A storage device is any computing hardware that is used for storing, porting and extracting data files and objects. It can hold and store information both temporarily and permanently, and can be internal or external to a computer, server or any similar computing device.
A storage area network (SAN) is a secure high-speed data transfer network that provides access to consolidated block-level storage. An SAN makes a network of storage devices accessible to multiple servers. SAN devices appear to servers as attached drives, eliminating traditional network bottlenecks.
Network-attached storage (NAS) is dedicated file storage that enables multiple users and heterogeneous client devices to retrieve data from centralized disk capacity. Users on a local area network (LAN) access the shared storage via a standard Ethernet connection. NAS devices typically do not have a keyboard or display and are configured and managed with a browser-based utility. Each NAS resides on the LAN as an independent network node, defined by its own unique Internet Protocol (IP) address.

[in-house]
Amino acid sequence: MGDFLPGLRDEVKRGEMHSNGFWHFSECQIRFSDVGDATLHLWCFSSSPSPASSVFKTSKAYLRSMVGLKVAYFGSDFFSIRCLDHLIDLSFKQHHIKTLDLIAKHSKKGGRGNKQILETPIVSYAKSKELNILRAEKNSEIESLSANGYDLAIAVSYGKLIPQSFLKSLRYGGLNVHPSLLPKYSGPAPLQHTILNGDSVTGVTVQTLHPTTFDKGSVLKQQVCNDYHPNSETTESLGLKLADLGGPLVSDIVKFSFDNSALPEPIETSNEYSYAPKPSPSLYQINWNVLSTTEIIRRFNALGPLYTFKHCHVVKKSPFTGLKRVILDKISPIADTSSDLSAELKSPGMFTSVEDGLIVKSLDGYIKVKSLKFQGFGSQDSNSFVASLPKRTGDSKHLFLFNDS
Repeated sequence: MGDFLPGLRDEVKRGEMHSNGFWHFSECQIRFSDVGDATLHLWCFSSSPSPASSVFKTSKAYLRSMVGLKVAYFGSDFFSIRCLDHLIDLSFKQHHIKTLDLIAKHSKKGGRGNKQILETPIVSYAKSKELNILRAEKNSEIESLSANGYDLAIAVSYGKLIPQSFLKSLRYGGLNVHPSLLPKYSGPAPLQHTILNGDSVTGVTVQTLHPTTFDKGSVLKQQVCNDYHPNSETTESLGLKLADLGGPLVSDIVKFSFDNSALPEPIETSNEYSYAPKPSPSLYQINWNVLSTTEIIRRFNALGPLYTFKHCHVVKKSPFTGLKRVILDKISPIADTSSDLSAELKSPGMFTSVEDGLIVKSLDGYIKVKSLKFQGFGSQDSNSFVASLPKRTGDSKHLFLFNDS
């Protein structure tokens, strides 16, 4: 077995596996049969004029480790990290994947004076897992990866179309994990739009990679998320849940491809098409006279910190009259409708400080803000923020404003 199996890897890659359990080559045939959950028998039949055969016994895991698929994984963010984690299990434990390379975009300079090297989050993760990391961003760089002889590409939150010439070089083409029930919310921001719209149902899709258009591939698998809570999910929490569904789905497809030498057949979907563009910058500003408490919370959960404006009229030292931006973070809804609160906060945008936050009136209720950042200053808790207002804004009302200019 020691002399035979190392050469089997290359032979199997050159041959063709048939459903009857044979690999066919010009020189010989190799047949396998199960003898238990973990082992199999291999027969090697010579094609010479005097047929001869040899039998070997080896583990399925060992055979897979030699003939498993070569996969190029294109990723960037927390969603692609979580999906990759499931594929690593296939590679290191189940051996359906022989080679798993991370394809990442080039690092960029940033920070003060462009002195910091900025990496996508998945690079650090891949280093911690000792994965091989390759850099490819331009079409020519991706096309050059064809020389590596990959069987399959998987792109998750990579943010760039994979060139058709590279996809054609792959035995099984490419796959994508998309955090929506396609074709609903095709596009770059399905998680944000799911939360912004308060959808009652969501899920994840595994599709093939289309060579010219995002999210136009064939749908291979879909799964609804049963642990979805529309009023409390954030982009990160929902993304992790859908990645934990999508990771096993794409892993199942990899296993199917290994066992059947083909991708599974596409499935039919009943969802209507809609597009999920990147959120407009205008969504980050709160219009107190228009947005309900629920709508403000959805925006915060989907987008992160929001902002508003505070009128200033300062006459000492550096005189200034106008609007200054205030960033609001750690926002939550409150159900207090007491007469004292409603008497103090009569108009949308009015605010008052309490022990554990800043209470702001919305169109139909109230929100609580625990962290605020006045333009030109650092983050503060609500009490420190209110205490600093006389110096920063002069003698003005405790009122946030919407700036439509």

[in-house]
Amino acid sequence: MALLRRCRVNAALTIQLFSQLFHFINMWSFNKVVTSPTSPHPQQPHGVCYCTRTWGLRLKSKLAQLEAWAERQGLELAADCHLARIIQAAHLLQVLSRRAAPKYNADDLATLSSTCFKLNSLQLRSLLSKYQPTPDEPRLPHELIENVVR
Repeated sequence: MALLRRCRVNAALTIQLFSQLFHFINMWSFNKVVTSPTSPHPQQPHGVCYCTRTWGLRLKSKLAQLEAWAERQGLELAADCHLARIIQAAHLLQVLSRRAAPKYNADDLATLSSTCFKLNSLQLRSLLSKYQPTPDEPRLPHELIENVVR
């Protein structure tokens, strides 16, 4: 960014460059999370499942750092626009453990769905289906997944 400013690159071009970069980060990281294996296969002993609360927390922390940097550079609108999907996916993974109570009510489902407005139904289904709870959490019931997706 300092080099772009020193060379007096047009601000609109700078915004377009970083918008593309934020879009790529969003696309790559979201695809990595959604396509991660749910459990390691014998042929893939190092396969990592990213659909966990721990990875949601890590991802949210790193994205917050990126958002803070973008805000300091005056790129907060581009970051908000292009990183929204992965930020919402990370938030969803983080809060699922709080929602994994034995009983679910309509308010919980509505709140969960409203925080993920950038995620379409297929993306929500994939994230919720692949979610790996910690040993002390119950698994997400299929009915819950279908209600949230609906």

Direct attached storage (DAS), also called direct attach storage, is digital storage that is attached directly to a computer or a server. In other words, DAS isn't part of a storage network. The most familiar example of DAS is the internal hard drive in a laptop or desktop PC.